The Australian Competition and Consumer Commission predicts that high costs will continue through 2023, despite recent statistics from the Australian Bureau of Statistics showing that tourism is on the upswing.
It’s no secret that international arrivals and departures have increased in the last half a year. However, even though 77% of travellers still report feeling unsure about taking an international flight in the wake of the COVID outbreak, the numbers have recovered to the level they were in February of this year: 1.52 million.
Since Chinese citizens were also not allowed to leave the country until recently, arrivals from other countries have stepped in to fill the void. Unsurprisingly, New Zealanders accounted for the largest group, with 91,210 visitors, Brits with 55,410, and Americans with 51,220.
Due to the recent changes in China’s COVID restrictions, it is expected that the total number of international students studying in Australia will increase dramatically. Despite the significant increase in 2022, the annual intake of Chinese international students is still very beneficial to Australian educational institutions, especially universities.
While this is all good news for prospective holidaymakers, there is a silver lining in rising airfares, which appear to have no end in sight.
Global aircraft capacity has increased in the previous year. Still, travel costs have followed suit, according to aviation analytics firm Cirium, which estimated that a ticket to Europe is up 21% from pre-pandemic levels.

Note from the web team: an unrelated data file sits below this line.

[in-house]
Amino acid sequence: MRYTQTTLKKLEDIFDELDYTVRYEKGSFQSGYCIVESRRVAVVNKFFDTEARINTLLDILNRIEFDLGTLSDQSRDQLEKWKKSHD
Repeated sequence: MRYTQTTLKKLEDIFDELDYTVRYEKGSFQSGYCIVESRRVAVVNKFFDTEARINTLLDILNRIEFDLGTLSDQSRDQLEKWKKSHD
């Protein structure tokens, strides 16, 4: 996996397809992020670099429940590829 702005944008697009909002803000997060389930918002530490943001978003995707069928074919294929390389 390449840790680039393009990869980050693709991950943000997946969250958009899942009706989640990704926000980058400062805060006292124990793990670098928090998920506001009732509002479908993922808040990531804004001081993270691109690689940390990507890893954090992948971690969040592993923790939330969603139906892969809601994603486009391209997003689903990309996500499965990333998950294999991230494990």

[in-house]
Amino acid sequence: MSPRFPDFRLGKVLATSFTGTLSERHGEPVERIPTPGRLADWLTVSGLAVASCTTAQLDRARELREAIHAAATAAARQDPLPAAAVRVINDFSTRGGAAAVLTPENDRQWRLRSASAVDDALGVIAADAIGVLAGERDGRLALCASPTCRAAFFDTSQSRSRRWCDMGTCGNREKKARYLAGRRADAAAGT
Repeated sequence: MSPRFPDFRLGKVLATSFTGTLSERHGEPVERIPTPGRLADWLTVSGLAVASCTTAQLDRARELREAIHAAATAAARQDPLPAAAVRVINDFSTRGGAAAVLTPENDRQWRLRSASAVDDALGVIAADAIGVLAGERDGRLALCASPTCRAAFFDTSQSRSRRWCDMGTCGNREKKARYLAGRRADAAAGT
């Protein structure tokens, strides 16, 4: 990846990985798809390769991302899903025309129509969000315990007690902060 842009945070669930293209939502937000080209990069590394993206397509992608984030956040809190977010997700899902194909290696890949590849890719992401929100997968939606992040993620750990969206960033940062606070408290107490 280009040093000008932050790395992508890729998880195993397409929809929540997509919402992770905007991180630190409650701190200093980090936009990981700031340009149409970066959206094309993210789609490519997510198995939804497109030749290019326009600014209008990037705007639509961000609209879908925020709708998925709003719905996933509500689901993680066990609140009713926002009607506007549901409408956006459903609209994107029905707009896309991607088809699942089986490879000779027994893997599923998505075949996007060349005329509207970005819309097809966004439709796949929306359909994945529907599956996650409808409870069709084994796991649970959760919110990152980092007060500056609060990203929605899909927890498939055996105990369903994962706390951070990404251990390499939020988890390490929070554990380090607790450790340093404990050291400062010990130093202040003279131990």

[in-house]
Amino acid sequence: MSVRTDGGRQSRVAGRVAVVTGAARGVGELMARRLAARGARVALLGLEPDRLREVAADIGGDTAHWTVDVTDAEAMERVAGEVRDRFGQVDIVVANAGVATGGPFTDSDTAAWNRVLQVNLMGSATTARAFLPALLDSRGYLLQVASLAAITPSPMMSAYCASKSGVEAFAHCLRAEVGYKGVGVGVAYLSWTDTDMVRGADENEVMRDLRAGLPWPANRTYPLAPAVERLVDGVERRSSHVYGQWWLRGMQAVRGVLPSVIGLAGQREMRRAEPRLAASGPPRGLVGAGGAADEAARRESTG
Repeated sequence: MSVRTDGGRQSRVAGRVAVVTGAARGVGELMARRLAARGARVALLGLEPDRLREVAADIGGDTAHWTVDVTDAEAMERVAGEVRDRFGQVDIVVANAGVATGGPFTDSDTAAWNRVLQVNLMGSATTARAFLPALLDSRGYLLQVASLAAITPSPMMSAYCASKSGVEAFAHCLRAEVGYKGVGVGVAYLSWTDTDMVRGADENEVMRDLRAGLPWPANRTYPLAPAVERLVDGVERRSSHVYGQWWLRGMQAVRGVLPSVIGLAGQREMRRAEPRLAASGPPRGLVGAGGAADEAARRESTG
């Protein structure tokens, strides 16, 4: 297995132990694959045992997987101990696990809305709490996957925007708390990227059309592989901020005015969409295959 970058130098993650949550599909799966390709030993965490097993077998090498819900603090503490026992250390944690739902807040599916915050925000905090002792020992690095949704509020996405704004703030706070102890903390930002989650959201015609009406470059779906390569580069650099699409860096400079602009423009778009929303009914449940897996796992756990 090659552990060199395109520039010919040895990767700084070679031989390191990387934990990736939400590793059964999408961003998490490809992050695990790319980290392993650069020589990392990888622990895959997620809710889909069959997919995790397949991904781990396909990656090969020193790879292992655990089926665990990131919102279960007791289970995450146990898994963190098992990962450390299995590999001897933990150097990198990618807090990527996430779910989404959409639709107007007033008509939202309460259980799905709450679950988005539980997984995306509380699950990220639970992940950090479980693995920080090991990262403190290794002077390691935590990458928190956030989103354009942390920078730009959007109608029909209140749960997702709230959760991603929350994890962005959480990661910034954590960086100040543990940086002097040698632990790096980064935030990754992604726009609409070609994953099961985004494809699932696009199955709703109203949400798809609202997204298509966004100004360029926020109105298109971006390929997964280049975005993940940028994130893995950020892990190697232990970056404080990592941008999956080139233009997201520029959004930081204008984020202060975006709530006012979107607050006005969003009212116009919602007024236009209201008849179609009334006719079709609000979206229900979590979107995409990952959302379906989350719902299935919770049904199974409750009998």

Domestic flight prices have also risen, prompting the Australian Competition and Consumer Commission (ACCC) to mandate that they be constantly monitored.
According to new statistics from the Bureau of Infrastructure and Transport Research Economics (BITRE), while airfares have decreased and discounts have grown since Christmas, prices have remained high despite increasing demand and reduced network capacity.
The report comes as the competition authority has placed the industry on notice for late 2022, signalling that it would be monitoring domestic airlines to ensure more seats and flights are provided in an effort to bring down prices, which reached a 15-year high in December.
The COVID pandemic had a clear impact on airline supply, with challenges in employee numbers and flying capacity, resulting in prices being 27% higher than in 2019.
The Qantas group controls over 60% of the domestic market in Australia, whereas Virgin Australia controls approximately 33% and Regional Express 5%.
Bonza Airlines was formally cleared to fly last week but needs more market clout to push down airfares because it only serves rural routes with little capacity.